Updated: May 24
Bill Leavitt of Lin-Lea Farms, center, answers questions of visitors as he and Chris Stark, left, do the morning milking. (Photos by Roger Sims, Linn County Journal)
For many of the producers on the Linn County Farm Tour on Saturday, April 30, it was a busy day. Scores of visitors pulled into gravel driveways, ready to see how cheese was made, taste free sandwiches made with farm-raised pork, get a closer look at buffalos, or see how a commercial dairy operated at milking time.
Operators interviewed by the Linn County Journal seemed pleased with the turnout despite stormy weather the night before. The tour was sponsored by Clinch Realty of Pleasanton.
Some Linn County farms were included on the Miami County farm tours in the past few years. However, Brandon McGinnis, owner of Clinch Realty, said he wanted to see a tour that featured Linn County growers and producers.
Charles Leavitt of Lin-Lea Farms Inc., one of the few commercial dairies remaining in the region, said there was a steady stream of visitors to the operation’s milking barn south of Mound City. The operation milks about 140 Holstein cows twice a day, with visitors getting a chance to see the milking that began at 11 a.m.
Bill Leavitt, who runs the milking part of the operation, described the steps in the milking process to visitors as he and his helper, Chris Stark, herded a dozen cows into the milking parlor at a time. After the pair sanitized and dried the cows’ udders, they hooked up milking machines that would end up pumping the milk to a 3,000-gallon refrigerated holding tank, which held about two days’ worth of milk.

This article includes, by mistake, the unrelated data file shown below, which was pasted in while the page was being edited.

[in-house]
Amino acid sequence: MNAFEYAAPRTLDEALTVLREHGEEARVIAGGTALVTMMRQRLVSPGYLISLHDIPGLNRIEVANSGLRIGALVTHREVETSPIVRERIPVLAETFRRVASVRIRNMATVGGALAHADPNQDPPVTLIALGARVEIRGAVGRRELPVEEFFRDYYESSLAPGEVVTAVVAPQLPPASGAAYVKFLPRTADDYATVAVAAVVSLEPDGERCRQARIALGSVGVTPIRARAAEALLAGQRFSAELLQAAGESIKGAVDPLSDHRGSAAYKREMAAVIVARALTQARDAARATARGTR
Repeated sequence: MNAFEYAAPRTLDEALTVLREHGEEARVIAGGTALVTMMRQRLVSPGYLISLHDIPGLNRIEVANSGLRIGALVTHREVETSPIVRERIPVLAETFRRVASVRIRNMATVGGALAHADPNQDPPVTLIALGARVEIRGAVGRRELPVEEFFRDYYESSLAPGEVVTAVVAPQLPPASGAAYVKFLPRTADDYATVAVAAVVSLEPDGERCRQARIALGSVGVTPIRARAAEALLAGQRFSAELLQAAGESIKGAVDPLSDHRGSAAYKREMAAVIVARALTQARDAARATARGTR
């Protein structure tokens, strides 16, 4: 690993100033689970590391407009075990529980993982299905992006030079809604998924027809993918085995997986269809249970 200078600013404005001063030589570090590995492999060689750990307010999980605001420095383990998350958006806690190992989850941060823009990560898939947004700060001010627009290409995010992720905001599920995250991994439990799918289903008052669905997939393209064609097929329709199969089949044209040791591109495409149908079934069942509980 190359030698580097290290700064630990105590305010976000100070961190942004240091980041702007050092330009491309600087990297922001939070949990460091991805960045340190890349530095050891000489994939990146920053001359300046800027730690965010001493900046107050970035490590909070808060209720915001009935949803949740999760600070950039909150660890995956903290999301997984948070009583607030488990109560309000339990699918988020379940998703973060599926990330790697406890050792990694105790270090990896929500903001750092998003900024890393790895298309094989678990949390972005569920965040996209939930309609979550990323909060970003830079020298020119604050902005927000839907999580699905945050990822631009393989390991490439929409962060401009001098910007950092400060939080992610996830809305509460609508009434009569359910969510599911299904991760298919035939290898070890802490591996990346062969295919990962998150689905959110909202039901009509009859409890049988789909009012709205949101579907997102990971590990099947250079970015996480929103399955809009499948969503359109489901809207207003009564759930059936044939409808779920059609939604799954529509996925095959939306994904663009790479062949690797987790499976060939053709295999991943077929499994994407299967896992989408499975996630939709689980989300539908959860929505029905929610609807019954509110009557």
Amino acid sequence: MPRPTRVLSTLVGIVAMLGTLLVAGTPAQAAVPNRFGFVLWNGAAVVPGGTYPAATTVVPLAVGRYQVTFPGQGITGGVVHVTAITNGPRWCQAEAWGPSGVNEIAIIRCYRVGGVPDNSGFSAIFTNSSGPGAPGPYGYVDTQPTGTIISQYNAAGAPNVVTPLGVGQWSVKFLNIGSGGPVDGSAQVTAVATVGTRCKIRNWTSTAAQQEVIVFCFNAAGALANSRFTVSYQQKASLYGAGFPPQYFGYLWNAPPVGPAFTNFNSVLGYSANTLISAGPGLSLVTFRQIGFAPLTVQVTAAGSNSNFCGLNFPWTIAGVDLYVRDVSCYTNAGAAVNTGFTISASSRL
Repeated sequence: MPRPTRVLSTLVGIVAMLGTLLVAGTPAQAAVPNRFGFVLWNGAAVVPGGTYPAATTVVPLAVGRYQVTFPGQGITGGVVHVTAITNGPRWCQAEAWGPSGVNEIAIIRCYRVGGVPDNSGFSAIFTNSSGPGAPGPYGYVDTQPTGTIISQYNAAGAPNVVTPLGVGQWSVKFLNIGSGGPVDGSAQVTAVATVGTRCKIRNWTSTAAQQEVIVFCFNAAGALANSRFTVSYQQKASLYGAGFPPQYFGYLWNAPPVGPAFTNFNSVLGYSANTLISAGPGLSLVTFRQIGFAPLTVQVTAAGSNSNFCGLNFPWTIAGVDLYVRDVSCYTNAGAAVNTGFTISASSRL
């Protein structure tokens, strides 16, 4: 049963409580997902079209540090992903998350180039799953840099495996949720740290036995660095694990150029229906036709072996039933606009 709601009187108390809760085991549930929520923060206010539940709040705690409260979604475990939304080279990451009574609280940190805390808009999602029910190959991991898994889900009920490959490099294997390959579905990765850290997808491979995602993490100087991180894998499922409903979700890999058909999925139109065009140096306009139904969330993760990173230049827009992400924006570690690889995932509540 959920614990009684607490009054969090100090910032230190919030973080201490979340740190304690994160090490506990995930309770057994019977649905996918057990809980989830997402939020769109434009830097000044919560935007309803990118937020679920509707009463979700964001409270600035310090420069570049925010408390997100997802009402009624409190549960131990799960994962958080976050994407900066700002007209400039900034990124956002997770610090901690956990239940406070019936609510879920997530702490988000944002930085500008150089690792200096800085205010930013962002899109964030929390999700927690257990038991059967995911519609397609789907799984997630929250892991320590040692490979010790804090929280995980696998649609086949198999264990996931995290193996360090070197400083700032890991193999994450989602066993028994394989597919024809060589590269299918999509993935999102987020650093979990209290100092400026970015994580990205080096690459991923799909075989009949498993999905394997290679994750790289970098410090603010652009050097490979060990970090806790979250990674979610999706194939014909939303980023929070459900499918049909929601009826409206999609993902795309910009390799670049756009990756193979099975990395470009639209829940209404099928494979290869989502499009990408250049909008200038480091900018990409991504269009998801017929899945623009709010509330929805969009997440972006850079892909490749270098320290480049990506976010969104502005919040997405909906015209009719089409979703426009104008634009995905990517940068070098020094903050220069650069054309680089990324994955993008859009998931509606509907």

Bill Noffke, right, of Skyview Farms and Creamery, prepares cheese samples for Amanda Ott, left, and Adonna Duckworth of Paola during Saturday's farm tour.
Visitors to Skyview Farms and Creamery got a different perspective on the dairy business. Owners Bill and Sherri Noffke milk a significantly smaller herd of Jersey cows at their Grade A micro-dairy. The Jersey breed is known for producing milk that has a higher percentage of cream. The Noffkes make artisan cheese from the milk, as well as selling raw milk and other products.
With a storefront on the farm, the Noffkes are accustomed to customers pulling in the driveway, but thanks to the farm tour, they were particularly busy.
Eric Castle of Castle Farms Fresh Meats south of Pleasanton reported that he and his wife April were also busy during the farm tour. Later in the afternoon on Saturday, he was finally able to get away for a few minutes to help move his pens of free-range chickens in the pasture along with helper Taylor Burns.
And while most of the operations on the tour were located in the Pleasanton-Mound City area, many of the visitors coming from the north stopped by Rocky Suns Farms, just off of Kansas Highway 7 either as they headed down to see other farms or on their way back.
Rocky Suns owners Amanda and Dustin Michelle also said their on-farm store had been busy all day as well.
Other operations on the tour included
C&M McGinnis Grass-fed Beef, Pleasanton
Blue Dog Wine Co., La Cygne
Needham Goat Farm, Mound City
700th Homestead Club, Pleasanton
Make Family Farmstead, Pleasanton
Sprague Buffalo Farm, Blue Mound
Mosley Land & Cattle, Pleasanton
Mound City Ag, Mound City
Jayhawk-Linn High School FFA animal barn, Mound City
Farmers’ markets at Mound City and Pleasanton.
Taylor Burns, a worker at Castle Farms Fresh Meats, moves portable chicken pens across the pastures